War of words over Lorne Arcade shutter argument as behaviour branded 'disgusting'

Lorne Arcade in Ayr
Lorne Arcade in Ayr -Credit:Ayrshire Post

Councillors backed planning officers assertion that Ayr's Lorne Arcade is a legal right of way despite the owner's insistence that it was exempt.

A proposal would have seen shutters installed at either end of the arcade, to be closed outwith opening hours.

Wood Property Group argued that the proposal would address anti-social behaviour and security issues, while there was concern raised about the impact on businesses in Arthur Street.

Discussions at South Ayrshire Council's Regulatory Panel centred around the status of the right of way claimed by the council.

The applicant stated made the case that the Lorne Arcade should be treated as a building which, under the Land Reform Act, would not be considered a right of way.

Under that proviso, Euan Pearson, representing the Wood Property Group, argued that the only material issue to be judged in the application was whether the shutters were compatible with policy around Ayr's conservation area status.

The application attracted 112 objections, the majority of which cited the blocking of a public right of way and the implications for businesses and residents.

Supporting representations backed the applicant's own insistence that the shutters would provide additional security for the businesses in the Lorne Arcade as well as 'vagrancy, drug use and anti-social behaviour'.

Among them were Fort, Seafield and Wallacetown Community Council (FSWCC), who stated their support for the proposal, providing there were assurances that the Lorne Arcade was in private ownership and that there was no right of way.

However, that conditional support was subsequently recorded as an objection, a move that 'appalled' the community council.

Jim McKay, of FSWCC, said that they voted in support after hearing the owner's business plan.

He said that the CC was 'satisfied that the improvements and investment by the applicant can only be beneficial to Ayr town centre'.

Mr McKay stated: "The amount of anti-social behaviour that takes place outwith trading hours is disgusting. It includes urinating, litter, drug dealing and anti-Semitic slogans.

"Shop owners should not have to encounter this before they open for business in the morning."

He added that community council was 'appalled' by the council's decision to record their representation as an objection and questioned the power to 'over-ride the decision of a democratically elected community council 'because they consider it to be wrong'.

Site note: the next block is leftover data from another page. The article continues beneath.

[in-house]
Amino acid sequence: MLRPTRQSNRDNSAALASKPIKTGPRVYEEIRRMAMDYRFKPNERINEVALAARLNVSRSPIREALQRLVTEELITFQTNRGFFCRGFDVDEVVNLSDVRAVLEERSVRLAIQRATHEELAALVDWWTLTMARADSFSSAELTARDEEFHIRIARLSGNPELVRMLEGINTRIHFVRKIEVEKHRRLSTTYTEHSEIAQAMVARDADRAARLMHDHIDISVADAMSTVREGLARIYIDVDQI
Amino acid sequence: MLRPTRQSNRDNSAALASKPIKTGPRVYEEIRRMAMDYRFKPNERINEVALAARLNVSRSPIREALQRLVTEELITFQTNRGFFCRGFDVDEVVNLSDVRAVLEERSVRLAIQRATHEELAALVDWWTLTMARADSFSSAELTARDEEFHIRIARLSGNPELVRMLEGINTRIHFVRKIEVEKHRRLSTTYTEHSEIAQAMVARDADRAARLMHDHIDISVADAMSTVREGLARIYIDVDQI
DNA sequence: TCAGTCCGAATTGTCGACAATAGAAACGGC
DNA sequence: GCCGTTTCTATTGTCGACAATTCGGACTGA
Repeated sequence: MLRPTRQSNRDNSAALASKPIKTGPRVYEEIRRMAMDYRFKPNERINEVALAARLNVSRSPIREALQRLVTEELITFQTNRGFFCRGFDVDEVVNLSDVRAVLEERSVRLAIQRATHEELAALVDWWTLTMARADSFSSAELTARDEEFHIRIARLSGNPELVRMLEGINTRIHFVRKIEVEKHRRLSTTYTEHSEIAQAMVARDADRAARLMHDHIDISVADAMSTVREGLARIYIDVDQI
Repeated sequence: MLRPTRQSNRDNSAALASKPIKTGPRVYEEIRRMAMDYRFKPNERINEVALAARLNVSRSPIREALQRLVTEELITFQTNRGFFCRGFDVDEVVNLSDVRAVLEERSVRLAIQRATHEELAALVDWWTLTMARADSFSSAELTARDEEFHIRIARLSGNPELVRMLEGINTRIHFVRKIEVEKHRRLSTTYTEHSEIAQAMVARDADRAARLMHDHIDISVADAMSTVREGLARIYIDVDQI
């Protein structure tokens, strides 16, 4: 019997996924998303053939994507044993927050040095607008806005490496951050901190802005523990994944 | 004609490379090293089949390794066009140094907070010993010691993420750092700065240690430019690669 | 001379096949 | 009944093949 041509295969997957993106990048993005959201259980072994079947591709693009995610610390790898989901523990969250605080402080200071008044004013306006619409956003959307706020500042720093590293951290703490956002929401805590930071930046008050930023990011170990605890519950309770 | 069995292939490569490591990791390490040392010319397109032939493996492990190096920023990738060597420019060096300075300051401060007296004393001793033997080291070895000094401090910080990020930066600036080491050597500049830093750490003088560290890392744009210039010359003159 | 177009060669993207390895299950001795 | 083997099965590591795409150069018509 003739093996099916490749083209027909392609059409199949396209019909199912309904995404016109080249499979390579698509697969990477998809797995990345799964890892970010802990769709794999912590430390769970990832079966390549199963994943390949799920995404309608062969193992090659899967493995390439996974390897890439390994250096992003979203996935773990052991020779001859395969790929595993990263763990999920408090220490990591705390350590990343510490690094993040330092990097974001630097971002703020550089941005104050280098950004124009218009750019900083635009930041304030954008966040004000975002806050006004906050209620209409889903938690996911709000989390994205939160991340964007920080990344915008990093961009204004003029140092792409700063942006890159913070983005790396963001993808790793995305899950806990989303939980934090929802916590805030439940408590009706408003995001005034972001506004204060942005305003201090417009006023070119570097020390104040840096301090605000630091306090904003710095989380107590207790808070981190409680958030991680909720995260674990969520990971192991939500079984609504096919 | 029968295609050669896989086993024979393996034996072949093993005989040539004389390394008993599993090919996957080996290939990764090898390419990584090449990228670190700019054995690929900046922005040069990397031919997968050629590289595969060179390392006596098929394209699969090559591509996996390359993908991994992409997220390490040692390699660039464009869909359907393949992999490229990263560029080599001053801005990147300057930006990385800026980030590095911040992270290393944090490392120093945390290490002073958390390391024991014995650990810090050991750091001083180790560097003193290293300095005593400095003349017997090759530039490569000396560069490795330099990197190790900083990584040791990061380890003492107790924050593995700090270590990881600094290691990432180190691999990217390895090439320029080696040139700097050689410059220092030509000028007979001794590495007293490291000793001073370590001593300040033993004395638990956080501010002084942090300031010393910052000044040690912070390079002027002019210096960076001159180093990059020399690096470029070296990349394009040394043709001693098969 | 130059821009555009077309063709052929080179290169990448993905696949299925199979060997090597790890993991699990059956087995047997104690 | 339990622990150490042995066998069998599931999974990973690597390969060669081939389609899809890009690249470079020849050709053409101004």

Mr McKay also supported the applicant's argument that there was no record of the right of way and, as a building, the right of way legislation was not applicable.

He also suggested that, if it was deemed to be a right of way, the council would be obliged to support its maintenance.

One objector also took the opportunity to address the panel.

Kirsteen Hood, who runs Ayr Eight Ball Pool club in Arthur Street told councillors of her concern about the impact on her business and the potential danger around emergency access for both residents and businesses.

She said: "God forbid if there was a fire in any of the other buildings on Arthur Street. How are we meant to get out. On operating plan the exit is to the left into the car park.

"Our only access out of that street is out through Lorne Arcade through to the High Street.

"We have a lot of disabled groups who come to the club, a lot from Enable Scotland. The pool league starts at 8pm and finishes at 11.30pm. A lot of them use the bus stop at the bottom of the arcade."

She added that the loss of passing trade would hit the various Arthur Street premises that operate outwith ordinary hours.

Mr Pearson, made the case for the proposal, arguing it was part of a plan to reverse falling occupancy levels.

He said that the applicant was only required to seek permission because the Lorne Arcade is within a conservation area and added that the planning service had 'latched onto public opinion' centred around members of the public not wanting to be 'inconvenienced'.

With contrary views expressed by planners and the applicant over the status of the Lorne Arcade as a right of way, councillors sought clarity from Head of Planning Craig Iles .

He stated that the council's view is that the nature of the Lorne Arcade meant that it was an 'external space' rather than a building, and had been used as a right of way for more than 20 years.

Following an adjournment, councillors voted unanimously to refuse the application as recommended by planning officers.

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